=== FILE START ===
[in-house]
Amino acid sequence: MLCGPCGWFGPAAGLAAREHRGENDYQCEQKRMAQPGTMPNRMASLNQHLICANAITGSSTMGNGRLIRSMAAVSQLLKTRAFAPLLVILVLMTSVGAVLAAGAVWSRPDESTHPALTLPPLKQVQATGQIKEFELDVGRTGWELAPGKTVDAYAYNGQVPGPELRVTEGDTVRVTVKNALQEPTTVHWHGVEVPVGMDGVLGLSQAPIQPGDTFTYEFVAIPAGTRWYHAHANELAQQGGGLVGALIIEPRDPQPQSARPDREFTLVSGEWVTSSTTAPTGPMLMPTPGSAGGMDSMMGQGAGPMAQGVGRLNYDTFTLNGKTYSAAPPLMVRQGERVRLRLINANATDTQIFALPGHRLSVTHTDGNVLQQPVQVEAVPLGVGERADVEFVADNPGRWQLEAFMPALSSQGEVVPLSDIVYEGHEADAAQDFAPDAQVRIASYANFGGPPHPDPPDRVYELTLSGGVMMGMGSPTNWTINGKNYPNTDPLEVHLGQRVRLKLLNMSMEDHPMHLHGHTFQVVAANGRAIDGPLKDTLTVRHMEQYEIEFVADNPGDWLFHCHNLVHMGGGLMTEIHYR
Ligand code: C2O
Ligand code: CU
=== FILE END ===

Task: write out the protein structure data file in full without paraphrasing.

[in-house]
Amino acid sequence: MLCGPCGWFGPAAGLAAREHRGENDYQCEQKRMAQPGTMPNRMASLNQHLICANAITGSSTMGNGRLIRSMAAVSQLLKTRAFAPLLVILVLMTSVGAVLAAGAVWSRPDESTHPALTLPPLKQVQATGQIKEFELDVGRTGWELAPGKTVDAYAYNGQVPGPELRVTEGDTVRVTVKNALQEPTTVHWHGVEVPVGMDGVLGLSQAPIQPGDTFTYEFVAIPAGTRWYHAHANELAQQGGGLVGALIIEPRDPQPQSARPDREFTLVSGEWVTSSTTAPTGPMLMPTPGSAGGMDSMMGQGAGPMAQGVGRLNYDTFTLNGKTYSAAPPLMVRQGERVRLRLINANATDTQIFALPGHRLSVTHTDGNVLQQPVQVEAVPLGVGERADVEFVADNPGRWQLEAFMPALSSQGEVVPLSDIVYEGHEADAAQDFAPDAQVRIASYANFGGPPHPDPPDRVYELTLSGGVMMGMGSPTNWTINGKNYPNTDPLEVHLGQRVRLKLLNMSMEDHPMHLHGHTFQVVAANGRAIDGPLKDTLTVRHMEQYEIEFVADNPGDWLFHCHNLVHMGGGLMTEIHYR
Ligand code: C2O
Ligand code: CU